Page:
What is the EU Whistleblowing Directive and how is Portugal affected?
Under the EU Whistleblowing Directive, all private and public sector employers with 250 employees or more are required to implement a whistleblowing system by 17 December 2021 at the latest. Smaller organisations with between 50 and 249 employees will be given more time – until 17 December 2023. Portugal’s efforts to transpose the EU Whistleblowing Directive began on January 1, 2020 when Justice Minister Francisca Van Dunem announced that the Portuguese government intended transposing it later that year. The process took slightly longer than expected and the initial steps were taken in April 2021 when a new national anti-corruption strategy was approved by the Council of Ministers. That strategy progressed to a vote on proposals for a whistleblowing framework in June of this year and it all culminated in the final parliamentary vote in late November.
Portugal: the road to transposition
The situation in Portugal before the EU Whistleblowing Directive
Transparency International Portugal released a comprehensive report into whistleblowing in Portugal in 2018 and it stated that the topic has become increasingly discussed and scrutinised by the pubic in recent years. Over the past decade, national reform programmes prioritised the fight against corruption and related crimes as themes of the modernisation of the state through the delivery of more transparent and democratic justice. Nevertheless, Portugal had no legal obligation for companies to establish a whistleblowing system before the November vote and legal protection for whistleblowers was extremely limited. That was the case for public and private sector employees alike and there was no government agency responsible for the support and protection of whistleblowers.
Portugal’s new whistleblowing law: the specifics
The document approved by parliament states that the new law “benefits from the protection conferred by this law the whistleblower who, in good faith, and having serious grounds to believe that the information is, at the time of complaint or public disclosure, true, denounces or publicly discloses an offence under the terms established”.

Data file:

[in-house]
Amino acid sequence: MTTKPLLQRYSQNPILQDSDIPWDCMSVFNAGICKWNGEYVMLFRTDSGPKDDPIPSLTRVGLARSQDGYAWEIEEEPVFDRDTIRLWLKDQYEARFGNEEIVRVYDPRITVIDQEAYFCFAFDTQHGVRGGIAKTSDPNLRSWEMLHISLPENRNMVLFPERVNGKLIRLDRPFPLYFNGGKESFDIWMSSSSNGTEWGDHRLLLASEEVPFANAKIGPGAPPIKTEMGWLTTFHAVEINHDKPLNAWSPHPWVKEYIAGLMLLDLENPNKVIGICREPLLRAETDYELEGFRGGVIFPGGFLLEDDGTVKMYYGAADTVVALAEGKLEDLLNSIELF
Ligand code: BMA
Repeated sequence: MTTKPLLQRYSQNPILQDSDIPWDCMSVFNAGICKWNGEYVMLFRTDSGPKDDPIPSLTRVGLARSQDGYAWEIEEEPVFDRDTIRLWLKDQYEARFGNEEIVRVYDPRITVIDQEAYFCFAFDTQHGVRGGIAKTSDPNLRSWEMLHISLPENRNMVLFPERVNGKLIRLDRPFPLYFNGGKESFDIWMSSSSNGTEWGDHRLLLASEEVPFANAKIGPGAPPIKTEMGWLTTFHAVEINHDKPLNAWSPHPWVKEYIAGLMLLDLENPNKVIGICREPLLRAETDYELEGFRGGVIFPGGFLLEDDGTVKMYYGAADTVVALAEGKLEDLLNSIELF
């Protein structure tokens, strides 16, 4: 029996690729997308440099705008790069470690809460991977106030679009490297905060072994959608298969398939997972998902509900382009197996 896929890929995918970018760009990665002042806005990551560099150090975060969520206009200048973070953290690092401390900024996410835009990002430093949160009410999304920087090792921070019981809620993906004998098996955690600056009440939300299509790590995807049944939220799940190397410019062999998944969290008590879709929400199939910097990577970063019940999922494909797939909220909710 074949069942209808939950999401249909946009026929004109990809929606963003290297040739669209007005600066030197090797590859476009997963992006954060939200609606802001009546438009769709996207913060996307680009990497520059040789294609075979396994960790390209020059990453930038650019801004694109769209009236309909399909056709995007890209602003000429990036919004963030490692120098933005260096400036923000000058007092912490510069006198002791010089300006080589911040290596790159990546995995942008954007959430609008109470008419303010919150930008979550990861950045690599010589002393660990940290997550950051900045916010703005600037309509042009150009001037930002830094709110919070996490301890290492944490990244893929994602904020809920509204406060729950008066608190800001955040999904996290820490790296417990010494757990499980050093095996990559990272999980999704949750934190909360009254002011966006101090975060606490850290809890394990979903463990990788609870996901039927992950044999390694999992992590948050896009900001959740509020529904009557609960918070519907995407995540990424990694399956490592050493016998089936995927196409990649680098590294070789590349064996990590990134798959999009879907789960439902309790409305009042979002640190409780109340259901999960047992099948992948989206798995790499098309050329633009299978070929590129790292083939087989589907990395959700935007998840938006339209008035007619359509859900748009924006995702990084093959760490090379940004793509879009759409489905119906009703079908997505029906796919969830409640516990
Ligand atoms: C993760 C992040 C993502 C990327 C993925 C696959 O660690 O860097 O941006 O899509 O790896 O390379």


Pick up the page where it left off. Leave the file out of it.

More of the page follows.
The key points for companies are:
Portugal leads the way
In recent years, critics have commented on the country’s lack of whistleblower protection legislation and the late November vote represents huge progress for Portuguese business.
The transposition sees Portugal join Denmark and Sweden as the only countries that have transposed the EU Whistleblowing Directive to date. What was particularly surprising about Portugal’s transposition process was its speed and lack of publicity. A recent Transparency International report looking at the adoption of the EU Whistleblowing Directive across Europe stated that “there is limited information regarding the transposition process”, in Lisbon. Despite the lack of publicly available information, it seems the Portuguese government took the transposition process extremely seriously behind the scenes and Portugal can now proudly count itself among the first countries to have managed to implement the legislation into national law ahead of the 17th December 2021 deadline.
You can view the final version of the Portuguese law here (in Portuguese).
EU Whistleblowing Directive: All you need to know right now
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